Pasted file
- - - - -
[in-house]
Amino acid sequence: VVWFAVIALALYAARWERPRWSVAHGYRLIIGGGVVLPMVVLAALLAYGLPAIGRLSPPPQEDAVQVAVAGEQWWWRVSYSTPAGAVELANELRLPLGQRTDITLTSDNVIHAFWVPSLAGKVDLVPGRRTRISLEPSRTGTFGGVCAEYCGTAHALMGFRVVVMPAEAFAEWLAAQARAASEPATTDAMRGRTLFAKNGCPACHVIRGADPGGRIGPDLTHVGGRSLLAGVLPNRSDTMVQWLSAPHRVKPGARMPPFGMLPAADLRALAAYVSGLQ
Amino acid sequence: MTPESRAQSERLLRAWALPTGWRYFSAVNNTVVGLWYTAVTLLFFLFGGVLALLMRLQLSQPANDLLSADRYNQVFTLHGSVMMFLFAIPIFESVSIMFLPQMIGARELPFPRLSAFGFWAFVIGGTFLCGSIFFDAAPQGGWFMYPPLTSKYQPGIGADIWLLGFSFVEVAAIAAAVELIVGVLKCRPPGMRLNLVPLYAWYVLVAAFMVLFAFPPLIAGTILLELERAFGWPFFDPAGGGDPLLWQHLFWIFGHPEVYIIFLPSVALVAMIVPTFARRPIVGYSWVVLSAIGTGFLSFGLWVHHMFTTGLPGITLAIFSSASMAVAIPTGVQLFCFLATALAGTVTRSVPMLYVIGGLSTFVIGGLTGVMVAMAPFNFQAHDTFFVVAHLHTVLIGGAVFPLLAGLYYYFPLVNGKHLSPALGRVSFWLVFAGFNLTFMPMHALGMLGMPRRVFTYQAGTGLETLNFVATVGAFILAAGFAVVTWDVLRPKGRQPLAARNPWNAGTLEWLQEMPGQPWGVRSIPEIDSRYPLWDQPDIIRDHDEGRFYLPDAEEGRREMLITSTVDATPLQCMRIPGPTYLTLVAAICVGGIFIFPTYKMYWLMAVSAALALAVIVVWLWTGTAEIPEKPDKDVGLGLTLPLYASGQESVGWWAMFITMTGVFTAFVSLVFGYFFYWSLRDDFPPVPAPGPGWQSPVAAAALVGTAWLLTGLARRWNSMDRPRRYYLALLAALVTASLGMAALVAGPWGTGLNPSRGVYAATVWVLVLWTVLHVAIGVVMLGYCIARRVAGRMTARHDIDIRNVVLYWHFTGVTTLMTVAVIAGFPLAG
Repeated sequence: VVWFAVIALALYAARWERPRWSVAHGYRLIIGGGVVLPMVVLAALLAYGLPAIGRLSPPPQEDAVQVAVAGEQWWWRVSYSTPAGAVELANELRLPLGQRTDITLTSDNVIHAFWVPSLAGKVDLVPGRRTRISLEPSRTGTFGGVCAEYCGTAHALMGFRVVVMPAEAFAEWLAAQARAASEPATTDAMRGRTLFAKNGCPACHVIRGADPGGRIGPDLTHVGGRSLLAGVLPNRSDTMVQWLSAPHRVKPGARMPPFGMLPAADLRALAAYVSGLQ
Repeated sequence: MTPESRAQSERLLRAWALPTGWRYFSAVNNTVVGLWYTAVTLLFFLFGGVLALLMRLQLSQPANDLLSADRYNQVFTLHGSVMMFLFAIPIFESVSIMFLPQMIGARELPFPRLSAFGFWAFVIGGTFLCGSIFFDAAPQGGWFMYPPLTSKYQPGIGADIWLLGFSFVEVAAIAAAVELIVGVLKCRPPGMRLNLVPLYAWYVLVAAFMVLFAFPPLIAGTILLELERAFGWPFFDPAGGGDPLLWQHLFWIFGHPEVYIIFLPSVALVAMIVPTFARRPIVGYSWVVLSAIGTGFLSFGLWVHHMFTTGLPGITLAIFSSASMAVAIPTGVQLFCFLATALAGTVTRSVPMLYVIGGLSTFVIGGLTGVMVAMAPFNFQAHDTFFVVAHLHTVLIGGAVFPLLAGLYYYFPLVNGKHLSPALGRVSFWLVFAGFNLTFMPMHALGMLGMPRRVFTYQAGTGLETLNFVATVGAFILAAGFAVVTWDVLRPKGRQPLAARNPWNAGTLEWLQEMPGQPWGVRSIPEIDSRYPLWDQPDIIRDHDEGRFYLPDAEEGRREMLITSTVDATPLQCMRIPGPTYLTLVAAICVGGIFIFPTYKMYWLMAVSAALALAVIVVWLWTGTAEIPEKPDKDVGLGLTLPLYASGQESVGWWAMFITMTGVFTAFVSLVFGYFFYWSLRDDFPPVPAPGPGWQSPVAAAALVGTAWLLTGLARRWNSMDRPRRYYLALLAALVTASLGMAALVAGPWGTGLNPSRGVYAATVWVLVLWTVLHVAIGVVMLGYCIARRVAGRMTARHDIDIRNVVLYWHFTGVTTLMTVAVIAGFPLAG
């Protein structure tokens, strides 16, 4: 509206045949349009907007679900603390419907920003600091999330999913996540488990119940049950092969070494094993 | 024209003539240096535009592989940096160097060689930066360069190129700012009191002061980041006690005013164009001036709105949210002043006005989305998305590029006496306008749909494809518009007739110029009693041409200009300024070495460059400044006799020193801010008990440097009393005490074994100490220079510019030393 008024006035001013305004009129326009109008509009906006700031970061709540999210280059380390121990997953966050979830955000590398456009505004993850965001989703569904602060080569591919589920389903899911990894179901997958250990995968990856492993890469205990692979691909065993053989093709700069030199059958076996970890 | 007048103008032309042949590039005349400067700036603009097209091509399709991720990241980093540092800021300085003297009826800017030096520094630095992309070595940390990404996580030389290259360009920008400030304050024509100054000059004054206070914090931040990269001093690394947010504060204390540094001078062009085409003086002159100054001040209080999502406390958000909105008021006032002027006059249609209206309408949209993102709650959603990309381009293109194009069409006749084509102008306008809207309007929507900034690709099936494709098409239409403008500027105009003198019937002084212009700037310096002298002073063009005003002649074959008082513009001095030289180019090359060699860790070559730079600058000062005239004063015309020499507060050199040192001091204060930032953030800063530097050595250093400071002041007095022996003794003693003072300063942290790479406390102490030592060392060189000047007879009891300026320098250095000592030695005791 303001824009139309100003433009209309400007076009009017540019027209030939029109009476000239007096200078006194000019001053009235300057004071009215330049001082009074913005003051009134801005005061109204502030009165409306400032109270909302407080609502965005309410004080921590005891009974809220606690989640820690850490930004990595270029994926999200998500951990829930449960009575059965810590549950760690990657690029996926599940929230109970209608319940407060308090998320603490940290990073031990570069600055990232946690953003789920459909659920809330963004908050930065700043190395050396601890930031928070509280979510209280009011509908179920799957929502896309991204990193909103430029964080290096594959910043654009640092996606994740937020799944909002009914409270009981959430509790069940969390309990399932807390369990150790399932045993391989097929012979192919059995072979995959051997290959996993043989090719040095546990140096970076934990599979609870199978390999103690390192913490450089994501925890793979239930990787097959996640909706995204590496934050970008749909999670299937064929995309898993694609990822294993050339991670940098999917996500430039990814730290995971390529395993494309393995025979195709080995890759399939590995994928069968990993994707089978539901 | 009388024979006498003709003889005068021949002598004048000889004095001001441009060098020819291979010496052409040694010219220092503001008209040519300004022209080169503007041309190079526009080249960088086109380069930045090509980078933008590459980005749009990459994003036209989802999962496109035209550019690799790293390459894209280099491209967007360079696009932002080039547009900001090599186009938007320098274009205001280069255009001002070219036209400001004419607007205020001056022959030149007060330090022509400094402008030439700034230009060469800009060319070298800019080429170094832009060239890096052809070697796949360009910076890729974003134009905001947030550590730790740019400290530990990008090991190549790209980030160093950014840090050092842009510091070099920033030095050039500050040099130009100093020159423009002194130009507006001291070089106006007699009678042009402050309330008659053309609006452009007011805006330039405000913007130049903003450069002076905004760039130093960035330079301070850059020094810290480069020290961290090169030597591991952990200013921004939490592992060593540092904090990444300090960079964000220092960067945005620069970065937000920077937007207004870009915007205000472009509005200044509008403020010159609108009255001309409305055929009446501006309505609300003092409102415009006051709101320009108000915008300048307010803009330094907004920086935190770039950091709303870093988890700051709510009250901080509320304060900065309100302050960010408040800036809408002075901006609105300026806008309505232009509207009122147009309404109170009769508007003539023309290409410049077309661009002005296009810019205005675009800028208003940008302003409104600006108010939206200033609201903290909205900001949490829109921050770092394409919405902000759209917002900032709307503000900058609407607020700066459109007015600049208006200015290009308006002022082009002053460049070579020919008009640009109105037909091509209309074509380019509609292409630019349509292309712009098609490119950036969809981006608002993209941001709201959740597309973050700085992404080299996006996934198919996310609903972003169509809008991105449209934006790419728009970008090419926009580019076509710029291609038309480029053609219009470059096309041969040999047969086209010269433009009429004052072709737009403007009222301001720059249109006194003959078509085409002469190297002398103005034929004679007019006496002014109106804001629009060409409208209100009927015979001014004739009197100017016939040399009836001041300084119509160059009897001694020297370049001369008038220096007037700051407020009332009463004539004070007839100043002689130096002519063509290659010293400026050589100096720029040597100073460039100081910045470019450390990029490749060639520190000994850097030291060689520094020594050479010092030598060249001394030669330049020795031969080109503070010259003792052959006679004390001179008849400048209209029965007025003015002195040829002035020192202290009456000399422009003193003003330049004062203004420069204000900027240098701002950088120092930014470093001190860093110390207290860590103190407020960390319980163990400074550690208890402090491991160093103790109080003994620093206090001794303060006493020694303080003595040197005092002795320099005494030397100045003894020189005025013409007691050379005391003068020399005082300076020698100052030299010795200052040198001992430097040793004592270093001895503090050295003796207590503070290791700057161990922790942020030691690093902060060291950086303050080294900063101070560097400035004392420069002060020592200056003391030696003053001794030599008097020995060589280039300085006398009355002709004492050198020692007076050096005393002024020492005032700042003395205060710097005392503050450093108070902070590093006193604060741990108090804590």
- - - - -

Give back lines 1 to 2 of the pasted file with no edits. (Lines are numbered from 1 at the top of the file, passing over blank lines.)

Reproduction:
[in-house]
Amino acid sequence: VVWFAVIALALYAARWERPRWSVAHGYRLIIGGGVVLPMVVLAALLAYGLPAIGRLSPPPQEDAVQVAVAGEQWWWRVSYSTPAGAVELANELRLPLGQRTDITLTSDNVIHAFWVPSLAGKVDLVPGRRTRISLEPSRTGTFGGVCAEYCGTAHALMGFRVVVMPAEAFAEWLAAQARAASEPATTDAMRGRTLFAKNGCPACHVIRGADPGGRIGPDLTHVGGRSLLAGVLPNRSDTMVQWLSAPHRVKPGARMPPFGMLPAADLRALAAYVSGLQ